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What is depth limited search?

Fahad Tahir

Grokking Modern System Design Interview for Engineers & Managers

Ace your System Design Interview and take your career to the next level. Learn to handle the design of applications like Netflix, Quora, Facebook, Uber, and many more in a 45-min interview. Learn the RESHADED framework for architecting web-scale applications by determining requirements, constraints, and assumptions before diving into a step-by-step design process.

The depth limited search is a variation of a well-known depth first search(DFS) traversing algorithm. It takes care of an edge case problem with DFS by implementing a depth limit.

The DFS algorithm

To implement DFS with a stack, we use these steps:

  1. We push the root node into the stack.
  2. We pop the root node before pushing all its child nodes into the stack.
  3. We pop a child node before pushing all of its nodes back into the stack.
  4. We repeat this process until we either find our result or traverse the whole tree.

The problem with DFS

Let’s say we are working with a tree whose height is either very large or infinite. In such a case, our DFS algorithm would also go on infinitely, as there would always be more child nodes to push back into the stack.

This is what the depth limited search aims to address with a level limit variable.

Example

Let’s look at the following tree with six nodes. Our target node is 5. For this example, we’ll use a level limit of two as we traverse the tree.

We use a visited array to mark off nodes we have already traversed through. This keeps us from visiting the same node multiple times.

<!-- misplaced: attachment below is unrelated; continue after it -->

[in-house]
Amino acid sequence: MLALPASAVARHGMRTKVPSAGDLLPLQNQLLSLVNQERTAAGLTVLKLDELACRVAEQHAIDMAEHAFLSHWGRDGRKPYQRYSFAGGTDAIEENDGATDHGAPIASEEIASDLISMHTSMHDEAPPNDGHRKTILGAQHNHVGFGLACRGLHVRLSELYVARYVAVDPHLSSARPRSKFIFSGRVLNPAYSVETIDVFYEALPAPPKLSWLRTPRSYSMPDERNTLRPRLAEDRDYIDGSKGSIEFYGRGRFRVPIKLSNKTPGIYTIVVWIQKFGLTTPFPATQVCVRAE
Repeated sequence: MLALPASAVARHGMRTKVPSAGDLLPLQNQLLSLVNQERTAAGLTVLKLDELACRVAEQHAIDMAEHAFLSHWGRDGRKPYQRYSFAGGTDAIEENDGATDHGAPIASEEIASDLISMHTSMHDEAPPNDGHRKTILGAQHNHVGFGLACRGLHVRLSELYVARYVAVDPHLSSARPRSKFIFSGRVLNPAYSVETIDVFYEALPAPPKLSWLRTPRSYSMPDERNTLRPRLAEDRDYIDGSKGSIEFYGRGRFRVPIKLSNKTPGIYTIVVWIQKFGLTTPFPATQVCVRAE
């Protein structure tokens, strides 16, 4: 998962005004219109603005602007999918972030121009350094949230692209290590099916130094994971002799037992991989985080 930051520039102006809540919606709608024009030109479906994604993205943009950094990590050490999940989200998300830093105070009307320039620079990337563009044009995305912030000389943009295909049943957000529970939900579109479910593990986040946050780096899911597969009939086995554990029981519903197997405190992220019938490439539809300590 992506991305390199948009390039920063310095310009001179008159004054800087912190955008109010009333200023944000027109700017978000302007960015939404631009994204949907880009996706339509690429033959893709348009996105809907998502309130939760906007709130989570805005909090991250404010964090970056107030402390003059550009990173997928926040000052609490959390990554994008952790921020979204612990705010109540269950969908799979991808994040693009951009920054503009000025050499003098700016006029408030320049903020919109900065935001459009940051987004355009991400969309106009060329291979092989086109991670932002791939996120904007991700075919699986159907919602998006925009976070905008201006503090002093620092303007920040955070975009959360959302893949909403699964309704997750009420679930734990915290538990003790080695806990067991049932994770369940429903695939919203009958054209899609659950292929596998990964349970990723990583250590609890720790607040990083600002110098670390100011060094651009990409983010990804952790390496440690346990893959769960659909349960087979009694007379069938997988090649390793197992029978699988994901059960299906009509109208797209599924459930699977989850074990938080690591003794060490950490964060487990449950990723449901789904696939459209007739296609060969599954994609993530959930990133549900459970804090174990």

1 of 7

Code explanation

  • We follow normal DFS and start with the root node 1 at level 0.
  • We mark it visited and add its children nodes, 2 and 3, to the stack. We increment our level by 1.
  • Node 2 is at the top of our stack. We add its children, 4 and 5, to our stack. We increment our level by 1. Our level counter is now 2.
  • Node 4 is at the top of our stack. We can add its child node 6 to our stack. However, doing so would exceed our level counter, so we ignore Node 6.
  • Node 5 is at the top of our stack. It has no children to append to our stack.
  • Node 5 is our desired result, so the algorithm stops.

When depth limited search fails

As we can see, we ignore Node 6 as it was below our level limit. So, what would happen if our desired node was 6 all along?

This is known as a cutoff failure. Our target exists, but it is too deep for us to traverse.

Let’s suppose our level limit was 3 instead, and our desired node was 7. We could traverse the whole tree without finding our result. That would be a standard failure.

Time complexity

The time complexity of depth limited search is O(VL)O(V^L). Where VV is the number of nodes and LL is the level limit.

RELATED TAGS

data structures
algorithm

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Fahad Tahir
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Grokking Modern System Design Interview for Engineers & Managers

Ace your System Design Interview and take your career to the next level. Learn to handle the design of applications like Netflix, Quora, Facebook, Uber, and many more in a 45-min interview. Learn the RESHADED framework for architecting web-scale applications by determining requirements, constraints, and assumptions before diving into a step-by-step design process.

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